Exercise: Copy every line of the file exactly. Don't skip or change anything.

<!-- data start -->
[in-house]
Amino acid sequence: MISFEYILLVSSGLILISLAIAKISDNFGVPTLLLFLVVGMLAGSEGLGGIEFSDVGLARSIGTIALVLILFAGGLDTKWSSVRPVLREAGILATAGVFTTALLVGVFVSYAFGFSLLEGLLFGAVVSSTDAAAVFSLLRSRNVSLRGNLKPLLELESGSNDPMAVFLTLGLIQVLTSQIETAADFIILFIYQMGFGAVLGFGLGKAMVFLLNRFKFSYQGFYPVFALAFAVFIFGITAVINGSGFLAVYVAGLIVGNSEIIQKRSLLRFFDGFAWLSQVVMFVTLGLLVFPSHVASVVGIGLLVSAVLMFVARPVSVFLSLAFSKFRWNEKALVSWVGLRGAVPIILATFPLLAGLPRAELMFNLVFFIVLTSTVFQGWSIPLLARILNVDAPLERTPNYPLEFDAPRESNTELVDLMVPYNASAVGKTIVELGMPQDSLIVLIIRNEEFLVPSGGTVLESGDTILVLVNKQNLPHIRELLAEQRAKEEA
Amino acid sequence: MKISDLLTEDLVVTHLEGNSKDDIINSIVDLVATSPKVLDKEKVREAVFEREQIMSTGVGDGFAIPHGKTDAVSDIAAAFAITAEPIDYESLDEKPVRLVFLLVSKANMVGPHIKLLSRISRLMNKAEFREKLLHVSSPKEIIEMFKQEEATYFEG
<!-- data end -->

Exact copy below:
[in-house]
Amino acid sequence: MISFEYILLVSSGLILISLAIAKISDNFGVPTLLLFLVVGMLAGSEGLGGIEFSDVGLARSIGTIALVLILFAGGLDTKWSSVRPVLREAGILATAGVFTTALLVGVFVSYAFGFSLLEGLLFGAVVSSTDAAAVFSLLRSRNVSLRGNLKPLLELESGSNDPMAVFLTLGLIQVLTSQIETAADFIILFIYQMGFGAVLGFGLGKAMVFLLNRFKFSYQGFYPVFALAFAVFIFGITAVINGSGFLAVYVAGLIVGNSEIIQKRSLLRFFDGFAWLSQVVMFVTLGLLVFPSHVASVVGIGLLVSAVLMFVARPVSVFLSLAFSKFRWNEKALVSWVGLRGAVPIILATFPLLAGLPRAELMFNLVFFIVLTSTVFQGWSIPLLARILNVDAPLERTPNYPLEFDAPRESNTELVDLMVPYNASAVGKTIVELGMPQDSLIVLIIRNEEFLVPSGGTVLESGDTILVLVNKQNLPHIRELLAEQRAKEEA
Amino acid sequence: MKISDLLTEDLVVTHLEGNSKDDIINSIVDLVATSPKVLDKEKVREAVFEREQIMSTGVGDGFAIPHGKTDAVSDIAAAFAITAEPIDYESLDEKPVRLVFLLVSKANMVGPHIKLLSRISRLMNKAEFREKLLHVSSPKEIIEMFKQEEATYFEG